Are other European countries better at planning for death than the UK?

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Are other European countries better at planning for death than the UK?

Here’s a look at the differences between the UK and the rest of Europe when it comes to our favourite topic: end of life planning. While we don’t want to cast bad news on an already strained relationship between us and the continent, here in Britain we’re lagging behind our fellow European citizens in planning ahead for death.

The funeral industry in Europe

Whether you’re on the business side or you’re (unfortunately) a customer, it’s obvious that the funeral industry is doing well in Europe. Over in France, the industry is worth an estimated €2.5bn. A little more central in Germany, the market is still strong at €1.5bn, with a 27,000 person strong workforce within the industry.

Some savvy business people are already eyeing-up the death industry on the continent. Last year, the Ontario Teachers Pension Fund bought out one of Spain’s largest funeral businesses from 3i Group, a British private-equity firm, for £117m.

In Britain, we sit comfortably within these strong numbers. The industry in the UK is worth around £2bn, employing over 20,000 people, with a fifth of them undertakers. So why does the UK lag behind the rest of Europe when it comes to end-of-life planning?  

End of life planning in the rest of Europe

There’s a great deal more end-of-life planning in Europe. In the Netherlands, as well as more relaxed laws around lifestyle choices, around 70% of the population have taken out prepaid funeral plans. With a smaller population and, you could say, a greater zeal for liberal freedoms, the Netherlands are doing death as well as they do living.

The Dutch do Wills very well, too. There are strict laws in place to make sure, after someone dies, there’s no administrative chaos. In the Netherlands, your children have a legal right to a percentage of your cash and assets. On the other side of things, you have a legal right to reject inheritance – this comes in handy if what you’re set to inherit is debts or an unpaid funeral.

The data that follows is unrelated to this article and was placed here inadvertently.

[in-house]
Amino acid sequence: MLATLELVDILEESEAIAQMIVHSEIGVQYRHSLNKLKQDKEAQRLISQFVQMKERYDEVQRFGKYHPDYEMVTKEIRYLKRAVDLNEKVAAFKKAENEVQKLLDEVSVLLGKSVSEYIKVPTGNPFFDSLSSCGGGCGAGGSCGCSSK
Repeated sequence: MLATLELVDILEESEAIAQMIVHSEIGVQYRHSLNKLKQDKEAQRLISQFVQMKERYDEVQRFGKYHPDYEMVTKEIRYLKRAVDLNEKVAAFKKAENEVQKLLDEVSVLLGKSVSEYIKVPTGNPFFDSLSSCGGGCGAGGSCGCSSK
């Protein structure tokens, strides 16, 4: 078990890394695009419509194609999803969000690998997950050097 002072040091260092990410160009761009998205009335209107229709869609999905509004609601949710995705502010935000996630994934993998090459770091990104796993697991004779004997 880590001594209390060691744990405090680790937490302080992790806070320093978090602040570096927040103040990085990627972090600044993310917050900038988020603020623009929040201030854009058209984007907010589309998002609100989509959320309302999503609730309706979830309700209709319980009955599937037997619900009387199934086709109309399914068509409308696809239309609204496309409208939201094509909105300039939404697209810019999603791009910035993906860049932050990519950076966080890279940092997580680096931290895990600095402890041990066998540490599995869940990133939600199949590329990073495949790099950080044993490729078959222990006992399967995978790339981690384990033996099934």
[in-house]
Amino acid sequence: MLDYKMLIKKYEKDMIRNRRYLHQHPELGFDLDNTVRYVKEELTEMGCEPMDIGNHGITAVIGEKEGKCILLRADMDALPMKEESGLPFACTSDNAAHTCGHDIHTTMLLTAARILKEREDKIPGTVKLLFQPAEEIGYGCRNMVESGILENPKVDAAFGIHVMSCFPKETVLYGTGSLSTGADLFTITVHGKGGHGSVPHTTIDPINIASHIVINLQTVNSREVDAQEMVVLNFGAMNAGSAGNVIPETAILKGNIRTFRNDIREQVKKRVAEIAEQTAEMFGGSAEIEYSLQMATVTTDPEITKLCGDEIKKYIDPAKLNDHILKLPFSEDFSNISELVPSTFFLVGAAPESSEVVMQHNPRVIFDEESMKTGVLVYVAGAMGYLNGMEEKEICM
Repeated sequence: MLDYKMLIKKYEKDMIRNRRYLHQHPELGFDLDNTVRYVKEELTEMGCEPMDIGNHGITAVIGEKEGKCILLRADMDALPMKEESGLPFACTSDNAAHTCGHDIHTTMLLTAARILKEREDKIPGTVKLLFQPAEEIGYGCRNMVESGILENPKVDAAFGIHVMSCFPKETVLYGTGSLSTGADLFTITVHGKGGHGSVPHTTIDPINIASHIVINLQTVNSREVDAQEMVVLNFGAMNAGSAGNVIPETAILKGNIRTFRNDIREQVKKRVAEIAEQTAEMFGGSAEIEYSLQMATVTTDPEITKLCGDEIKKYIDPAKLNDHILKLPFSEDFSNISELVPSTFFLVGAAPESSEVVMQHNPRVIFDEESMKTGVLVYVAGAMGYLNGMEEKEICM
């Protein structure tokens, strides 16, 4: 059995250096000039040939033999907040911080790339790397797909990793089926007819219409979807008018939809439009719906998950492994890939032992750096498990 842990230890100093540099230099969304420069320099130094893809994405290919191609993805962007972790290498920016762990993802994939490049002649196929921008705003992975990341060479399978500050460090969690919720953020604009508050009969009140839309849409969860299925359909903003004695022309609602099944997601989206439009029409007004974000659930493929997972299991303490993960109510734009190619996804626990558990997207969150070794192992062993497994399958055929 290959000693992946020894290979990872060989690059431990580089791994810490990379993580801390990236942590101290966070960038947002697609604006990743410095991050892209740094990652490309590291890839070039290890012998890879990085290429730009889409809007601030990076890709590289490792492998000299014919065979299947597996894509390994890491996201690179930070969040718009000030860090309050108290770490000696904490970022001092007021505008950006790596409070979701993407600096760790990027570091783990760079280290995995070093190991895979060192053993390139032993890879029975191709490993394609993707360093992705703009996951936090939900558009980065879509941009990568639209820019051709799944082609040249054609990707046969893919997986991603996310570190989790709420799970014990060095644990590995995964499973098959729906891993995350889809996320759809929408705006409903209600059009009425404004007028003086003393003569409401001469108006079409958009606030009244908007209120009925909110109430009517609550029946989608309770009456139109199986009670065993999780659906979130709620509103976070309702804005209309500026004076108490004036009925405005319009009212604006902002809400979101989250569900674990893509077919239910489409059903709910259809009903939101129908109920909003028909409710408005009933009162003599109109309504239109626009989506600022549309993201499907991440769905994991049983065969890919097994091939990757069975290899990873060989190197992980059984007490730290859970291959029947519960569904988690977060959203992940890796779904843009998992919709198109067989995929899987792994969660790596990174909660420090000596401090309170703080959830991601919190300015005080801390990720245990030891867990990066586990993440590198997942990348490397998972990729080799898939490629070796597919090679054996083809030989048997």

In Sweden, the country’s preference for practicality flourishes in its approach to death. In a national display of pragmatism, everyone who’s registered on the population registry pays a burial fee through their taxes.

This is thought to pay for some of the costs that accompany a funeral. This mandatory fee covers some of death’s basics: a burial plot, funeral ceremony location and transport for the coffin.

End of life planning trends in the UK

Rather than a compulsory law to get us all thinking about death, here in the UK we’re not as well-prepared when it comes to death.

According to a 2017 YouGov survey, only 6% of people in the UK have a pre-paid funeral plan in place. Of these people, most are aged 55 or older, resulting in around 1 in 10 of the baby boomer generation taking out a prepaid plan. It isn’t surprising that within the 18-24 age group practically no one thinks about their funeral bills, but it’s a little more worrying that only 3% of those aged 45-54 have bought plans.

The most concerning finding in the survey was the statistic around those who had already retired, with less than 1 in 6 retirees buying funeral plans. This suggests a larger problem: those who should be taking control and getting their affairs in order, aren’t finding the practical solutions for doing so.

We’re also very relaxed when it comes to writing a Will here in the UK. With less than 50% of us putting down our funeral preferences and where we’d like our assets to go, the UK has a lot to learn from the practical approach taken by other European countries.

Is it important to have a funeral plan or funeral insurance?

The number of people holding a plan in Britain is low, lagging behind the rest of Europe, despite the fact that almost 10m people don’t have any savings they could turn to if a loved one dies.

Problems with paying for a funeral is itself a growing problem. In 2017, of those affected, an average of £1,680 in funeral debt was taken on by families who couldn’t afford a loved one’s funeral.

One of the fundamental reasons for debt is unregulated practices, compounded with lack of response from UK Parliament. But with 96% of funeral directors not putting up clear pricing on their websites, this is also an industry-wide problem.

Find out more

A funeral plan might be one of a few solutions, and planning ahead is a smart financial move. If you’re not keen on a prepaid funeral plan, we would encourage you to take a look at our Money Issues hub.

Take a look at our article on crowdfunding a funeral here

Which generation in the UK is least likely to talk about death? Take a look here

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